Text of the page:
37. United Nations Population Division. (2011). World population prospects: The 2010 revision. New York: United Nations.Google Scholar
  38. Verutes, G., Benza, M., Coulter, L., & Weeks, J. R. (2012). Health, poverty and place in Accra, Ghana: Mapping neighborhoods. Journal of Maps, 8(4), 369–373.CrossRefGoogle Scholar
  39. Voss, P. (2007). Demography as a spatial social science. Population Research and Policy Review, 26, 457–476.CrossRefGoogle Scholar
  40. Weeks, J. R. (2004). The role of spatial analysis in demographic research. In M. F. Goodchild & D. G. Janelle (Eds.), Spatially integrated social science: Examples in best practice. New York: Oxford University Press.Google Scholar
  41. Weeks, J. (2012). Population: An introduction to concepts and issues (11th ed.). Belmont: Wadsworth Cengage Learning.Google Scholar
  42. Weeks, J. R., Getis, A., Hill, A. G., Gadalla, M. S., & Rashed, T. (2004). The fertility transition in Egypt: Intra-urban patterns in Cairo. Annals of the Association of American Geographers, 94(1), 74–93.CrossRefGoogle Scholar
  43. Weeks, J. R., Getis, A., Hill, A. G., Agyei-Mensah, S., & Rain, D. (2010). Neighborhoods and fertility in Accra, Ghana: An amoeba-based approach. Annals of the Association of American Geographers, 100(3), 558–578 PMCID: PMC3093308.CrossRefGoogle Scholar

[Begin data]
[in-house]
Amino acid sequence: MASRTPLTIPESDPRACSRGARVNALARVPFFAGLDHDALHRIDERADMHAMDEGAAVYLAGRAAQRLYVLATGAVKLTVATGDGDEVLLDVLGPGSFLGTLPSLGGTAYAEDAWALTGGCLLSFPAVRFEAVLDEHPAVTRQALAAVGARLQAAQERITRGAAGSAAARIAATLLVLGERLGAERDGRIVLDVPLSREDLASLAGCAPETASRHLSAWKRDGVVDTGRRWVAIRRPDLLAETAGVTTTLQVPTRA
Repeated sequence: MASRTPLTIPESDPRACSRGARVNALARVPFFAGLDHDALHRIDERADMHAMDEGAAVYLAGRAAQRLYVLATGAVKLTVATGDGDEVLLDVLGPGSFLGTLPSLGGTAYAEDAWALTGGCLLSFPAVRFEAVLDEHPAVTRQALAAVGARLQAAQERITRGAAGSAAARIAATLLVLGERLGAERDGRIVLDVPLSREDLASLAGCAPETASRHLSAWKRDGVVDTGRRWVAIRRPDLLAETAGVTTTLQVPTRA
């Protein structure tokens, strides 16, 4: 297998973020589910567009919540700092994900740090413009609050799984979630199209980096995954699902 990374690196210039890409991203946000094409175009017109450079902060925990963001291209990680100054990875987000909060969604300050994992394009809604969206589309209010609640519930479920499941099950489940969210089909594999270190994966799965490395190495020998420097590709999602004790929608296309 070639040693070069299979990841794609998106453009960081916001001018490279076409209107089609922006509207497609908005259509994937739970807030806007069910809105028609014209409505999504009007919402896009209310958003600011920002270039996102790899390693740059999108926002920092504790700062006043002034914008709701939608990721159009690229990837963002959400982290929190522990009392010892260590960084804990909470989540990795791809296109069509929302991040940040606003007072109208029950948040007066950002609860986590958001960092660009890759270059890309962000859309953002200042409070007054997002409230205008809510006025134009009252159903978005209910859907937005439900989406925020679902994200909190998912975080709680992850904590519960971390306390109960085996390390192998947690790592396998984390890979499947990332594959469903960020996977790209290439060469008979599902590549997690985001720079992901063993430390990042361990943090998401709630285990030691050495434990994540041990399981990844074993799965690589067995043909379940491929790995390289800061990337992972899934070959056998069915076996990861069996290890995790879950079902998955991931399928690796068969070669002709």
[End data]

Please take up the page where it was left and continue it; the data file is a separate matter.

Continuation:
44. Weeks, J. R., Agyei-Mensah, S., Owusu, G., Hill, A. G., & Benza Fiocco, M. (2011). Ethnic assimilation in Accra, Ghana. In Annual meeting of the Population Association of America. Washington, DC.Google Scholar
  45. Weeks, J. R., Hill, A. G., & Stoler, J. (2013a). An introduction to the “Accra School” of spatial inequalities and demography. In J. R. Weeks, A. G. Hill, & J. Stoler (Eds.), Spatial inequalities: Health poverty and place in Accra, Ghana. Dordrecht: Springer.CrossRefGoogle Scholar
  46. Weeks, J. R., Hill, A. G., & Stoler, J. (Eds.). (2013b). Spatial inequalities: Health poverty and place in Accra, Ghana. Dordrecht: Springer.Google Scholar
  47. Weeks, J. R., Stoler, J., Hill, A. G., & Zvoleff, A. (2013c). Fertility in context: Exploring egocentric neighborhoods in Accra. In J. R. Weeks, A. G. Hill, & J. Stoler (Eds.), Spatial inequalities: Health, poverty, and place in Accra, Ghana. Dordrecht: Springer.CrossRefGoogle Scholar

Copyright information

© Springer International Publishing Switzerland 2016

Authors and Affiliations

  1. 1.International Population Center, Department of GeographySan Diego State UniversitySan DiegoUSA

Personalised recommendations